Middle East
Israel expands flotilla inquiry
Panel gets power to call witnesses but troops will face separate military inquiry.
Last Modified: 04 Jul 2010 12:02 GMT
Netanyahu, second right, said he would appear
before the inquiry panel [Reuters] 

Israel has expanded the mandate of a commission investigating a deadly raid on a Gaza-bound aid flotilla, enabling the panel to compel witnesses to appear and testify under oath.

However, the decision by Israel's cabinet on Sunday does not widen its remit to include examination of political leaders' decision-making in ordering the May 31 raid in which nine Turkish activists were killed.

"The government has unanimously decided to extend the powers of the Tirkel Commission. The commission of enquiry will be joined by two experts and will hear witnesses speaking under oath," an official statement said.

The five-man inquiry panel led by former Supreme Court Justice Jacob Tirkel will now have subpoena powers and witnesses will be sworn in, effectively exposing them to perjury charges for any false testimony.

Tirkel has said he would summon Binyamin Netanyahu, the prime minister, Ehud Barak, the defence minister, and Lieutenant-General Gabi Ashkenazi, Israel's military chief, to appear.

Netanyahu has said he, Barak and Ashkenazi would testify.


Other military personnel are not likely to appear before the panel but will be questioned in a separate military investigation.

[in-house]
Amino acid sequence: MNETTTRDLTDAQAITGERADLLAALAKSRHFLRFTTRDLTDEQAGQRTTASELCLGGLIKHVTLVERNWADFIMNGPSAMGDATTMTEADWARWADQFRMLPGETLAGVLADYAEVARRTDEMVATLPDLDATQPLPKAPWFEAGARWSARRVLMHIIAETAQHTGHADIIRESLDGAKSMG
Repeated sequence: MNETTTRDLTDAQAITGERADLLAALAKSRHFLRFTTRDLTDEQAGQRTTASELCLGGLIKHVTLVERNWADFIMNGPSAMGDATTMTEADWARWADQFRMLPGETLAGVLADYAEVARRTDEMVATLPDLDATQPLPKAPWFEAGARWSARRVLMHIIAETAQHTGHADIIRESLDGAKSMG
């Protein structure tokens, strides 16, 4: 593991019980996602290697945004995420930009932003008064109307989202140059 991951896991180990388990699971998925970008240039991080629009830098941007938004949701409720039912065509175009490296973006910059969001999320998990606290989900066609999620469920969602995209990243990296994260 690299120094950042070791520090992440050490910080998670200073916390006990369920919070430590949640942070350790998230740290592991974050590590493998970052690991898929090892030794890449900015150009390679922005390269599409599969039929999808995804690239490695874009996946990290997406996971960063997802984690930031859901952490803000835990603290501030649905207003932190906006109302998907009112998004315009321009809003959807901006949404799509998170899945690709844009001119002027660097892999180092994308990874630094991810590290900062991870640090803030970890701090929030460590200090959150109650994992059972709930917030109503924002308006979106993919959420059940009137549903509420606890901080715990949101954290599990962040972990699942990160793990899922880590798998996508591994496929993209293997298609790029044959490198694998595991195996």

Amid an international outcry over the raid, Israel rejected a proposal by UN Secretary-General Ban Ki-moon for an international inquiry, but appointed two foreign observers - David Trimble, a Northern Ireland politician and Nobel Peace Prize laureate, and Canadian jurist Ken Watkin - to the panel.

Tirkel has said the commission's mandate calls for an examination of whether Israel's naval blockade of the Hamas-controlled Gaza Strip and the flotilla's interception conformed with international law.

It also will investigate the actions of the convoy's organisers and participants.

Israel has said its commandos were enforcing a blockade necessary to prevent weapons from reaching Hamas fighters in the Gaza Strip and that they only opened fire when activists with knives and clubs assaulted a boarding party.

In response to Western criticism, including from its biggest ally, the United States, Israel has since eased the land blockade of Gaza, allowing most civilian goods through, while continuing to enforce the naval embargo of the coastal territory.

Topics in this article
Featured on Al Jazeera
UNHCR says hundreds of people trapped in Yaloke town risk death if they are not evacuated to safety urgently.
'Justice for All' demonstrations swell across the US over the deaths of African Americans in police encounters.
Six former Guantanamo detainees are now free in Uruguay with some hailing the decision to grant them asylum.
Disproportionately high number of Aboriginal people in prison highlights inequality and marginalisation, critics say.
Long-standing dispute over Christian use of the word 'Allah' raises concerns about a very un-Merry Christmas.
The threat posed by ISIL has prompted thousands of young Kurds to join the PKK.
Baja California - with its own grim history of disappeared people - finds a voice in the fight against violence.
Russian feminist rockers fight system holding 700,000 - the world's largest per capita prison population after the US.
Weeks of growing protests against Muslims continue in Dresden with 15,000 hitting the streets last Monday.